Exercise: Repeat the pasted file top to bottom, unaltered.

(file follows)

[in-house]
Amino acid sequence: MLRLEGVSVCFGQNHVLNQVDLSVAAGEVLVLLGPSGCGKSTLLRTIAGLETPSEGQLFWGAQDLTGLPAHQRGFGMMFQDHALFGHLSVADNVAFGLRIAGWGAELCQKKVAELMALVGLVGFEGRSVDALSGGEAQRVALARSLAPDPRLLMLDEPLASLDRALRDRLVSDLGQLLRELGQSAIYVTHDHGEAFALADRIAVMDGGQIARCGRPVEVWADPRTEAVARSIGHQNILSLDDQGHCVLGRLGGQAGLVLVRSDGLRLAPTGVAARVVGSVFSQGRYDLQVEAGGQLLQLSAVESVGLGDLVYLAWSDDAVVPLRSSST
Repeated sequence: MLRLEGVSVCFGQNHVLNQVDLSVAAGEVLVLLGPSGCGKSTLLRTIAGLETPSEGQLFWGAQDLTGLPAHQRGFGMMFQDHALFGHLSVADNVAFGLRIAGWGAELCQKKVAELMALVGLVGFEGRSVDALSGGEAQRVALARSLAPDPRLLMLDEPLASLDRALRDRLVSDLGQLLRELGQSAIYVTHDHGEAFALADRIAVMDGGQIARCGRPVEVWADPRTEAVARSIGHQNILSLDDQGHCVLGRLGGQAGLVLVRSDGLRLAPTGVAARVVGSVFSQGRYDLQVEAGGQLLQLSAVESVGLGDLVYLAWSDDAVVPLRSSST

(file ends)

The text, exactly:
[in-house]
Amino acid sequence: MLRLEGVSVCFGQNHVLNQVDLSVAAGEVLVLLGPSGCGKSTLLRTIAGLETPSEGQLFWGAQDLTGLPAHQRGFGMMFQDHALFGHLSVADNVAFGLRIAGWGAELCQKKVAELMALVGLVGFEGRSVDALSGGEAQRVALARSLAPDPRLLMLDEPLASLDRALRDRLVSDLGQLLRELGQSAIYVTHDHGEAFALADRIAVMDGGQIARCGRPVEVWADPRTEAVARSIGHQNILSLDDQGHCVLGRLGGQAGLVLVRSDGLRLAPTGVAARVVGSVFSQGRYDLQVEAGGQLLQLSAVESVGLGDLVYLAWSDDAVVPLRSSST
Repeated sequence: MLRLEGVSVCFGQNHVLNQVDLSVAAGEVLVLLGPSGCGKSTLLRTIAGLETPSEGQLFWGAQDLTGLPAHQRGFGMMFQDHALFGHLSVADNVAFGLRIAGWGAELCQKKVAELMALVGLVGFEGRSVDALSGGEAQRVALARSLAPDPRLLMLDEPLASLDRALRDRLVSDLGQLLRELGQSAIYVTHDHGEAFALADRIAVMDGGQIARCGRPVEVWADPRTEAVARSIGHQNILSLDDQGHCVLGRLGGQAGLVLVRSDGLRLAPTGVAARVVGSVFSQGRYDLQVEAGGQLLQLSAVESVGLGDLVYLAWSDDAVVPLRSSST